How to stop negative thinking

March 13, 2018

I’m an over-thinker at the best of times, but add in a stressful situation and I quickly spiral into a pattern of overthinking. My brain will turn a bad day at work into losing my job and never being able to get another one, all in the space of 60 seconds. I don’t seem to be able to stop my negative thinking.

I tend to fall into very black and white thinking patterns and leap to worse case scenarios. I take responsibility for things that aren’t really within my control, and decide I can mind-read (they think I’m boring etc). Apparently, this is quite normal and reflects the way we are wired. However, the thing to remember is, our brains develop throughout our lives AND our neural pathways can be changed too.

What are neural pathways?

Our neural pathways are essentially transmittors sending messages to and from the brain. They’re the reason why we pretty much cross roads on autopilot and avoid getting knocked down. But they’re also the reason why some of us are unable to stop negative thinking; we’ve taught our brains to think that way. We’re basically created a habit. Often our spirals of overthinking are designed to protect us so in a way, our brain is only trying to be helpful. However, a lot of the time, in my case, I’m thinking about things that haven’t happened yet.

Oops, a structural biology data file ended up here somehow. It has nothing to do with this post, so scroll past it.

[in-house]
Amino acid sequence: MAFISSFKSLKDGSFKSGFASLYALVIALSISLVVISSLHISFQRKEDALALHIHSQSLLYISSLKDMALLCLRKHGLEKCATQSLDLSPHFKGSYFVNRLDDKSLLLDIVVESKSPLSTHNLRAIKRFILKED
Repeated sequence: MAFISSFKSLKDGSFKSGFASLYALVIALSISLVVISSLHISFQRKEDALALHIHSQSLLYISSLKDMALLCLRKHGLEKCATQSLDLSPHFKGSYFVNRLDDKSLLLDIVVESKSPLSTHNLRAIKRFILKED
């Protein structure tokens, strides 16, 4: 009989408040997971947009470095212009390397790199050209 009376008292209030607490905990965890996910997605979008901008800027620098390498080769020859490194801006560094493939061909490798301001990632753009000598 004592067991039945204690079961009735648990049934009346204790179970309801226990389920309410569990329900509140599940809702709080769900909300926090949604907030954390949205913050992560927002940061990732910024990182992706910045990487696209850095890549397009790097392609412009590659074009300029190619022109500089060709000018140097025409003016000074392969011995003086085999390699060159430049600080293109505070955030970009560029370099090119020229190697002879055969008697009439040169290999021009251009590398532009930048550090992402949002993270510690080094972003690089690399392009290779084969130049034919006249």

The good news is, just like we taught our brains to go into a spiral of negative thinking, we can retrain it to be positive too. Our neural pathways are habit forming so the more we practice thinking more positively, the better it will get.

How to stop negative thinking

  1. Label your thoughts when they come in to recognise they’re just a thought and not the truth. Tell your brain, this is just a thought so it starts to take them less seriously.
  2. Gratitude, gratitude, gratitude. It’s the best thing for turning my thoughts around and seeing a positive in a situation.
  3. Keep a compliments folder. I can probably repeat verbatim the majority of unpleasant comments I’ve had over the last five years. Can I remember any of the good ones? No, not really. It’s time to start keeping a record.
  4. Remember you’re probably not the most important person in someone else’s world. Is everyone really that concerned with what you’re doing or do they have their own problems and their own life? Try to get a sense of perspective.
  5. Do something positive for yourself. Read a book, light a candle, run a bath – anything to try switch off and give yourself a break
  6. Practice mindfulness. Negative thoughts tend to be around what could happen in the future. Mindfulness teaches us to be present and live in the moment.

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